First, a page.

Discretion can be challenging during the sale of a business, especially when competitors are potential buyers. If an owner shares too much, a bidder could use that information against them; if they share too little, it may scare away potential buyers. While it’s always best to work with a business broker, these tips will help business owners ensure confidentiality during a sale. Here are some ways of maintaining confidentiality while selling a business.
Prepare Blind Listings
There are a few ways to ensure confidentiality while getting the business’ information in potential buyers’ hands. Blind listings offer enough data to create interest without publicizing the company’s identity. Most buyers want to know the company’s industry, size, description, cash flow, and location. When creating a listing, consider whether details may reveal the company’s identity.
Put Customers and Clients at Ease
Customers are like everyone else—they prefer to see the same sales team members, products, and ordering processes. When clients hear of an impending change in ownership, they often worry about rising prices, different purchase methods, and a decline in service quality. While these concerns may seem inconsequential to some, they’re crucial considerations for owners and business brokers in Austin.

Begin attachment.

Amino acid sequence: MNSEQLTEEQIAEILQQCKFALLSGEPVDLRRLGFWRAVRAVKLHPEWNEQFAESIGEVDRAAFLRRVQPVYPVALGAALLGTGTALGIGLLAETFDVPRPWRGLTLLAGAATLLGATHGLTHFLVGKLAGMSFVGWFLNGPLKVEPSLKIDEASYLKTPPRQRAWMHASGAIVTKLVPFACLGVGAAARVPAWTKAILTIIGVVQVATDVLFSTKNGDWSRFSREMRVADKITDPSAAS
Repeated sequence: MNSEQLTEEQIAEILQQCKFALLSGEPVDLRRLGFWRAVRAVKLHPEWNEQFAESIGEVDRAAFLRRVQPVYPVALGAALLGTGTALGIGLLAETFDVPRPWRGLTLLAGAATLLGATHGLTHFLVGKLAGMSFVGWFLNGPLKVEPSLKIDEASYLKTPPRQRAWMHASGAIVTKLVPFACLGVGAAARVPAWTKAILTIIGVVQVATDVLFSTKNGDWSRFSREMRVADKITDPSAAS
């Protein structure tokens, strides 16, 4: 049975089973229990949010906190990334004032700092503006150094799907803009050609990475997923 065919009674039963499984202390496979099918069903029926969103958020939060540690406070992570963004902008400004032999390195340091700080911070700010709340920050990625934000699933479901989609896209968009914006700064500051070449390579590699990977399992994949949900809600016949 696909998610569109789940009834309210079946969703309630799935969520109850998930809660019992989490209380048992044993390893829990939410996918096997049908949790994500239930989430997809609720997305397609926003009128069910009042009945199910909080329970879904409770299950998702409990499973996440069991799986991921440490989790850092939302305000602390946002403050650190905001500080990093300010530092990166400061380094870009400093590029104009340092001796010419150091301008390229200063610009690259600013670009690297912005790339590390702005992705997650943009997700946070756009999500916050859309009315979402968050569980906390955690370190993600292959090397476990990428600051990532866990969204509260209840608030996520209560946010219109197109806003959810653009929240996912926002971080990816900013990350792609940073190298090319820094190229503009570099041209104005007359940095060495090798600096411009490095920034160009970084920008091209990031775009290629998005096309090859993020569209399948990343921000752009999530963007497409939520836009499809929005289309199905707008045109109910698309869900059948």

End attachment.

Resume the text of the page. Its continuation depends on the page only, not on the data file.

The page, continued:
When a sale is upcoming, it’s only natural for customers and clients to wonder how it will affect them. To stop the rumor mill and preserve confidentiality, business owners should take steps to reassure their valued customers.
Sign a Confidentiality Agreement
Confidentiality and non-disclosure agreements (NDA’s) are sometimes seen as ineffectual, but that’s not always the case. Strong agreements compel companies, advisors, and employees to keep information private throughout the process. Agreements should cover elements such as:
- Not discussing the sale with the acquiring company’s employees
- Not discussing the acquiring company with outsiders
- Not divulging details of the sale to customers and vendors
People tend to be more selective about the information they share when consequences affect them instead of the entire company. With a strong confidentiality agreement, it is easier to keep sales private. Maintaining confidentiality while selling a business is made a bit easier after signing an NDA.